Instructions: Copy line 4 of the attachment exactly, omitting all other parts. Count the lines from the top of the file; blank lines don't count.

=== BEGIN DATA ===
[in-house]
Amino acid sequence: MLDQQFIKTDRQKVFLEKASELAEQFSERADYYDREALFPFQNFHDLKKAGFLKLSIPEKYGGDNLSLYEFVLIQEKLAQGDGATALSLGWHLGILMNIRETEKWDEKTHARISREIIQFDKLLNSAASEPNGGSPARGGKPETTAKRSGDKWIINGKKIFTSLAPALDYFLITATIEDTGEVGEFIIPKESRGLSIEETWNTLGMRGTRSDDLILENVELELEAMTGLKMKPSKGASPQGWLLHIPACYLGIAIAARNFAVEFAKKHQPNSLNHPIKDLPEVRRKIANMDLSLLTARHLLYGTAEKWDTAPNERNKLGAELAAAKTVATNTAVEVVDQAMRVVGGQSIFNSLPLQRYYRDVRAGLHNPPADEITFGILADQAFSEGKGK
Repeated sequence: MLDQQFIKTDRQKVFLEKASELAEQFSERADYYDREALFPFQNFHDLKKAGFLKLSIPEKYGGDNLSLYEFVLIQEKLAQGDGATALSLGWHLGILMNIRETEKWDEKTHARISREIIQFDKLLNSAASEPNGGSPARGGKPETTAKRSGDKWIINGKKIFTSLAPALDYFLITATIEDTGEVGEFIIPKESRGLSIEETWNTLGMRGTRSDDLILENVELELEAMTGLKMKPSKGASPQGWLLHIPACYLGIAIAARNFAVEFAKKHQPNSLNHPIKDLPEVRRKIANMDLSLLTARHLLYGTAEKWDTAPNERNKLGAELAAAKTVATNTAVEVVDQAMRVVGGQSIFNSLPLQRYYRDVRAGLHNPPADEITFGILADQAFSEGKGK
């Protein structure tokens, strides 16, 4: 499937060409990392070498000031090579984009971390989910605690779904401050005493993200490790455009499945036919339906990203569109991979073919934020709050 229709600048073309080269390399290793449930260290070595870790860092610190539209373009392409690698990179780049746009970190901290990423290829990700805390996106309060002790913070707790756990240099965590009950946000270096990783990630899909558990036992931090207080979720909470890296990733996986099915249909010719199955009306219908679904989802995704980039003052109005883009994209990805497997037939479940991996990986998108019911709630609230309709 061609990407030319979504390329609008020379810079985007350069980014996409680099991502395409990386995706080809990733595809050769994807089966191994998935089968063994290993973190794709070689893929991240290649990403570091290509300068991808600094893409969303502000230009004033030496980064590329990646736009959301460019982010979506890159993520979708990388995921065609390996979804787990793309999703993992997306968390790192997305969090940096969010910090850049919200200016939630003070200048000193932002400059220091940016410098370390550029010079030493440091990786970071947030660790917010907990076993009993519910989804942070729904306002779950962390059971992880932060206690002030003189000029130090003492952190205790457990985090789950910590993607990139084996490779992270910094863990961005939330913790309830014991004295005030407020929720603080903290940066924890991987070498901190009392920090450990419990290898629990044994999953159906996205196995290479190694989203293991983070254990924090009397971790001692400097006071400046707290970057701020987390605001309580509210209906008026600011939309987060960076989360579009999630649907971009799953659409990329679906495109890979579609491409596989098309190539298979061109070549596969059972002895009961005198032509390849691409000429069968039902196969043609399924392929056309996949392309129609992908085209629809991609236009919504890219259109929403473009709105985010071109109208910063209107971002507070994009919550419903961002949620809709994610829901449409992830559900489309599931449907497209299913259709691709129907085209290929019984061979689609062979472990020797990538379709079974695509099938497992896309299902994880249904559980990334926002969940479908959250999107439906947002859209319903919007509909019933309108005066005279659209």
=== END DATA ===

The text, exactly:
């Protein structure tokens, strides 16, 4: 499937060409990392070498000031090579984009971390989910605690779904401050005493993200490790455009499945036919339906990203569109991979073919934020709050 229709600048073309080269390399290793449930260290070595870790860092610190539209373009392409690698990179780049746009970190901290990423290829990700805390996106309060002790913070707790756990240099965590009950946000270096990783990630899909558990036992931090207080979720909470890296990733996986099915249909010719199955009306219908679904989802995704980039003052109005883009994209990805497997037939479940991996990986998108019911709630609230309709 061609990407030319979504390329609008020379810079985007350069980014996409680099991502395409990386995706080809990733595809050769994807089966191994998935089968063994290993973190794709070689893929991240290649990403570091290509300068991808600094893409969303502000230009004033030496980064590329990646736009959301460019982010979506890159993520979708990388995921065609390996979804787990793309999703993992997306968390790192997305969090940096969010910090850049919200200016939630003070200048000193932002400059220091940016410098370390550029010079030493440091990786970071947030660790917010907990076993009993519910989804942070729904306002779950962390059971992880932060206690002030003189000029130090003492952190205790457990985090789950910590993607990139084996490779992270910094863990961005939330913790309830014991004295005030407020929720603080903290940066924890991987070498901190009392920090450990419990290898629990044994999953159906996205196995290479190694989203293991983070254990924090009397971790001692400097006071400046707290970057701020987390605001309580509210209906008026600011939309987060960076989360579009999630649907971009799953659409990329679906495109890979579609491409596989098309190539298979061109070549596969059972002895009961005198032509390849691409000429069968039902196969043609399924392929056309996949392309129609992908085209629809991609236009919504890219259109929403473009709105985010071109109208910063209107971002507070994009919550419903961002949620809709994610829901449409992830559900489309599931449907497209299913259709691709129907085209290929019984061979689609062979472990020797990538379709079974695509099938497992896309299902994880249904559980990334926002969940479908959250999107439906947002859209319903919007509909019933309108005066005279659209």